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Artist Spotlight: Katlyn Addison


Photo by Joshua Whitehead

Working as the First soloist for Ballet West. Training since the age of ten. Making history as a black ballerina. Katlyn Addison is a true leader in the dance community and this week shared her insights from her experiences that can open a window of knowledge and advice to any artist.


You can see more of Katlyn's work and impact at her website www.katlynaddison.com.


What artistic skills (such as collaboration or adaptability) have you found to be most valuable professionally?


Technique, coordination, critical thinking, and PATIENCE.


I love being a professional dancer, choreographer, and teacher because artistic movement has allowed me to hone my skill and talent to create and problem solve. The constant balance of applying technique and coordination as a ballerina has encouraged me to apply what I have learned about classical technique to my movement. Bringing different parts of my body together, or apart, for the fulfillment of each movement proves to be invaluable as a professional.


Critical thinking leads to refinement and polished performance, so I have worked hard to learn how to dance freely in the moment and leave critiquing myself for afterwards. I try to share that with young developing dancers in hopes they understand the beauty of the process in ballet without being overly-critical of their personal expression.


All of that said, patience to work learning those skills has enabled me to unlock my true potential as an artist.


Photo by Tabarri Hamilton

How do you feel your education helped you transition into the arts as a career?

My education set the growth mindset that has encouraged me to appreciate the discipline, hard work and structure required to excel as a ballerina. Collaboration is critical to success in my field and my education supported the development of my communication and self-confidence skills within a group setting.


With elevated pressure at all times as a professional, my work often feels like a combination of mathematics, history, language arts, science, and social studies so I am grateful for the foundation my parents helped to instill in me. I mean, my mom is a lifelong educator and administrator so it’s not like I had much of a choice but to study hard!


What experiences have helped you gain business and leadership skills? And what do you feel are most valuable for young artists to learn?

I have been very fortunate to have supportive leaders throughout my career at Houston Ballet and Ballet West who have trusted me to take on additional responsibilities. With opportunities to learn more about ballet as a business, I gained insights into contracts, private lessons, schedules, and marketing.


Finding ways to lead have looked like designing my own student curriculums, choreographing for my peers, and leading community dance projects to share the power of ballet with youth. While business and leadership skills are important, the most valuable lesson I would encourage young artists to embrace is the confidence to freely express yourself without judgment.


In what ways has mentoring helped you as an artist?

Mentorship has been instrumental in my ability to gain practical advice, become more empowered to make decisions and learn from the experiences of others. My mentors have consistently supported my passions through valuable, and sometimes tough, constructive criticism. They have encouraged me to take risks and believe in myself, which has supported the development of confidence within my abilities. They have given me the courage to step up and out in ways that have propelled in my career.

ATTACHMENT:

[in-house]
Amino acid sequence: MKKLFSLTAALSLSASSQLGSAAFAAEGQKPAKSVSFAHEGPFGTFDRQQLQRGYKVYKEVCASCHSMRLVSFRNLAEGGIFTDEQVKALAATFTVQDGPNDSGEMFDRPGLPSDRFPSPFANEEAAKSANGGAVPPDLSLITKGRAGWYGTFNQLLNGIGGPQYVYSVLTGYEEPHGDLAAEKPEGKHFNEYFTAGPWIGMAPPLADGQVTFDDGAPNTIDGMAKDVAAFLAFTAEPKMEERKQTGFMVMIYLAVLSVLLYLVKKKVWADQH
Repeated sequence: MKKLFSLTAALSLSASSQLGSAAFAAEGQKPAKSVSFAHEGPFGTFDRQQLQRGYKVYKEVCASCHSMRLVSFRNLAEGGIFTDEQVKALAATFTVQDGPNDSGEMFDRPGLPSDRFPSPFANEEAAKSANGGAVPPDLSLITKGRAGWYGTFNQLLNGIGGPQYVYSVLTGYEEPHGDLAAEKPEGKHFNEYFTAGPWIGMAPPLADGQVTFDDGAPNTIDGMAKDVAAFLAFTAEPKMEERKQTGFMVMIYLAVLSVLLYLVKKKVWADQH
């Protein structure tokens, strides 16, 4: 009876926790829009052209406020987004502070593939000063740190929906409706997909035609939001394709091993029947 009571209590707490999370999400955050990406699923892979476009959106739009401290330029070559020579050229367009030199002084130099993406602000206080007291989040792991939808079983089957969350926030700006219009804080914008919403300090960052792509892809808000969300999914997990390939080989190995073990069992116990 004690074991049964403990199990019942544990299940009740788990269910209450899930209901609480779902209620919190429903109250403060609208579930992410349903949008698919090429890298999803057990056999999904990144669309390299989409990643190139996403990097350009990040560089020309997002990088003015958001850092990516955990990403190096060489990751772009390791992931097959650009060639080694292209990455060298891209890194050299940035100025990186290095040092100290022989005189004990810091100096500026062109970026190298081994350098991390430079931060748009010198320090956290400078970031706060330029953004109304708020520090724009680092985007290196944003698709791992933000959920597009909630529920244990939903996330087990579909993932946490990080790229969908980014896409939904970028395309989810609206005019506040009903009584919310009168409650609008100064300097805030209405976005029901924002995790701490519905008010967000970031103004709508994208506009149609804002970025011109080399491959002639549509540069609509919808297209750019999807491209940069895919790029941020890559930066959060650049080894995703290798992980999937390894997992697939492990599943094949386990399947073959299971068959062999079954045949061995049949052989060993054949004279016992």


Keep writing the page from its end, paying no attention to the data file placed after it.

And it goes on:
Photo by Alexis Ziemski

Where do you get inspiration from? How do you generate new ideas?


I am mentoring a few young ladies and it's helped me as an artist to continue to practice self-love, self-respect, and compassion. They inspire me!


As a dancer, ‘that challenge within me’ constantly striving for artistically unattainable perfection is my primary inspiration. The challenge of combining my artistry, technique, and strength into one fluid movement, encourages me greatly.


As a choreographer, I generate new ideas from the music and my environment. I often get inspiration from simplistic things such as walking, people’s body language, animalistic movements, objects, etc.


As a woman, my mother and sister will always hold the greatest influence of inspiration to me. They’re innovative women with strength, education, elegance, boldness, and compassion in whatever they do.


What female artist has had the greatest influence on you?

This one is easy, Lauren Anderson.


Lauren was one of the first Black ballerinas to become a principal for a major dance company. She has always served as an important role model and mentor for me by making it possible for Black girls like me to dream big within this traditional, European art form. I also love that she was known as a dancer for her incredible athleticism as well as grace, which is how I strive to dance every single day.



Video credit: Open Skies Drone Service by Seth Wulf


Thank you to Katlyn for sharing with us! You can visit her website to learn and watch more of her. And remember, YOU can be a part of our Artist Spotlight conversations. If you are interested in sharing your experience with our readers or if you want to submit questions for our next spotlight interview, contact a team member at info@womensali.org.

©2020 by Women's Artistic Leadership Initiative